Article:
Trial, Week 1: Summary


WEEK 1: July 8 - 11, 1996

   * Day 1: Monday, July 8                * Day 3: Wednesday, July 10
   * Day 2: Tuesday, July 9               * Day 4: Thursday, July 11


Edited by Roz Royce and Trond Halle, from notes by Trond Halle (Defendant)

Posted by FreeMedia - see also FreeMedia's account of Week One

MONDAY, JULY 8, 1996 - DAY 1

The opening day of court for the trial of the Ts'peten (Gustafsen Lake) Defenders began with one of the twelve jurors requesting to be released from her duties, due to financial difficulties. Since two alternate jurors had been added to the jury selection process during the first week of June, Judge Bruce Josephson was content to swear one of them in as the new twelfth juror. The five defense lawyers and the 18 defendants were pleased with the new jury of 6 men and 6 women.

Two of the defendants were absent from court and the Crown Counsel, Lance Bernard, was reluctant to start the opening submissions without them. However, the Judge ruled that until evidence was put forward, it wasn't necessary for the defendants to be present.

The jury was then brought in and the charges against the Defenders were read (which no longer includes the counts of trespass and forcible detainer). When the names of the accused were read, their lawyers pointed out their clients to the jury. Defendant Glen Deneault stood up and told the jury, "You are welcome in our country." The Judge then gave the jury his instructions as to the principles of law and the presumption of innocence. He explained that the defendants are considered innocent until proven guilty and that the burden is on the Crown to prove guilt beyond a reasonable doubt, which he defined as one which arose when there was a reasonable alternative to the Crown's interpretation of an event.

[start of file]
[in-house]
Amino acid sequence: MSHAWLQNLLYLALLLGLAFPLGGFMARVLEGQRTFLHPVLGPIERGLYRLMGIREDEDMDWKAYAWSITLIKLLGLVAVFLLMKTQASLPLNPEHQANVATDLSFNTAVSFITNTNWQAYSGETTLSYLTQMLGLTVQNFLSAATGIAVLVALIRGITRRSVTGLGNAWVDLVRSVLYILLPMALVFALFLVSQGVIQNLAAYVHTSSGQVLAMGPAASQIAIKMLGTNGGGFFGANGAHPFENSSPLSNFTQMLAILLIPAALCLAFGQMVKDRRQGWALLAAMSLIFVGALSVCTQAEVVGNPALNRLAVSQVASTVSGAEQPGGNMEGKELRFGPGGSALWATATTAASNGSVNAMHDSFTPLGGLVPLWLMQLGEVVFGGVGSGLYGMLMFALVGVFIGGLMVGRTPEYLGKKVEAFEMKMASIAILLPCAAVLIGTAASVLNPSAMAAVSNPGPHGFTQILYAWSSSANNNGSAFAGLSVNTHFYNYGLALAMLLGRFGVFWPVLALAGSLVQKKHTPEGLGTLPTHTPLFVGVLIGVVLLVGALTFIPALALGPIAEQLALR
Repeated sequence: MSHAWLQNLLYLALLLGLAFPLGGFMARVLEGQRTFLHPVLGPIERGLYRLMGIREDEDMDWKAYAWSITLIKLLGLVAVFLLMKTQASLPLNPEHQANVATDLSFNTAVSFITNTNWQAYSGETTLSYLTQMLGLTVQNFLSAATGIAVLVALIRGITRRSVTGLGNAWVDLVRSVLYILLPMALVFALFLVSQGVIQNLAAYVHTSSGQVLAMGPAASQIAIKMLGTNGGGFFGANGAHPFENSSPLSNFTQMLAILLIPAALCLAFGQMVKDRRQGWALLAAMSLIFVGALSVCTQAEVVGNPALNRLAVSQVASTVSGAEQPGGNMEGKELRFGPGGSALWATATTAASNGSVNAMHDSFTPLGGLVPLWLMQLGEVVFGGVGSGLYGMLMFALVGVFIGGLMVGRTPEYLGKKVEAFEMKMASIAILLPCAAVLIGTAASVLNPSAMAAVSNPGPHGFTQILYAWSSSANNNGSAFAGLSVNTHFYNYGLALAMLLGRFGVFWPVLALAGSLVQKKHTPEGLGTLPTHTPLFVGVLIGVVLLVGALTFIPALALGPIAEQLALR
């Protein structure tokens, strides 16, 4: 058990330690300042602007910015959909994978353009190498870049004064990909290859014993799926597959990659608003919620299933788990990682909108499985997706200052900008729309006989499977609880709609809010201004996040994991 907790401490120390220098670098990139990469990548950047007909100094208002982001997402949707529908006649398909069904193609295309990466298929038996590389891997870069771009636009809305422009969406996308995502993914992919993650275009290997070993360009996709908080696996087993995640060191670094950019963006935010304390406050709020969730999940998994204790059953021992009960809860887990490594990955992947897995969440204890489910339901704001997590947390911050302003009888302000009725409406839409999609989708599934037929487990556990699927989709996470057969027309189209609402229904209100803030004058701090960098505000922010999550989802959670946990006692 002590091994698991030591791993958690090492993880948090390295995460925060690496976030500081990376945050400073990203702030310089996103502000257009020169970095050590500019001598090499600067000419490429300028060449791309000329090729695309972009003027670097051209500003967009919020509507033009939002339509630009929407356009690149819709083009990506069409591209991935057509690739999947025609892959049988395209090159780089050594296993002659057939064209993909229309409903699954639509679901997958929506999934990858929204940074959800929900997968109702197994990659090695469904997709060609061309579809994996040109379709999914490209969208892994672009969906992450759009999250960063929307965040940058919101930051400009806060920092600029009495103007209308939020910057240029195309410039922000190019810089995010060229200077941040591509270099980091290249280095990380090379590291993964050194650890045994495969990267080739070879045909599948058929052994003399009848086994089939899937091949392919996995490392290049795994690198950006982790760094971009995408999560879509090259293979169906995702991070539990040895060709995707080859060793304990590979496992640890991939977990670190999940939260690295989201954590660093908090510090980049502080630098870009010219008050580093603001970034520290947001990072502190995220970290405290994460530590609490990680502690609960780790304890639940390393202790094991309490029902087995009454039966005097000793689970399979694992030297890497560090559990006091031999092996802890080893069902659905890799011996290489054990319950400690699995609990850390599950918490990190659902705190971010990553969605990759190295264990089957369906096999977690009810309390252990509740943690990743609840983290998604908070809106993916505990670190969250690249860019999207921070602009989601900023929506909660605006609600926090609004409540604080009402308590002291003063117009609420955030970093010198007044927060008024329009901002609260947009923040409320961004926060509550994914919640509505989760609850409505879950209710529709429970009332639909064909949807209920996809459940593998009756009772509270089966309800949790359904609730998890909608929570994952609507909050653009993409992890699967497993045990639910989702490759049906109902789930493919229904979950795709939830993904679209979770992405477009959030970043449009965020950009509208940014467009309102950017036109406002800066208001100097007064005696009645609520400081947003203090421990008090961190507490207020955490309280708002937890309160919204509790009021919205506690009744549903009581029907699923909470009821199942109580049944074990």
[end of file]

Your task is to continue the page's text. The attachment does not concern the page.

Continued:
Crown Counsel Lance Bernard opened his address to the jury with the inflammatory statement that "the events leading up to this trial are notorious." He conceded that although the number of accused (18) and the amount of evidence may make this a unique trial, the charges and the circumstances are no different than those of other criminal trials. He instructed the jury that although the Defense will claim that the disputed land is unceded, it wasn't their role to decide land claims. After giving the jury a synopsis of the Crown's version of events leading up to and occurring during the standoff, he then read them statements made by Wolverine (Jones Ignace) over the radio phone during the standoff, such as: "The laws of Canada do not apply here because we are native."

Harry Rankin, defense lawyer for Wolverine, insisted that this was an historical trial and that the defendants believed that the land they stood on has always been their land. Rankin presented a different version of events than those of the Crown, stating that Lyle James created a "confrontational" escalation of events, resulting in the RCMP's involvement, which then escalated tensions further. He told the jury that "it was a standoff of sorts: a moral standoff". He proceeded to discredit the Crown's case, citing the missing bullets from the RCMP officers who were alleged to have been "ambushed" by natives on August 27th and other incongruities and inconsistencies about the Crown's case. He also showed the RCMP as the "aggressors", not the "peaceful" negotiators they presented to the public.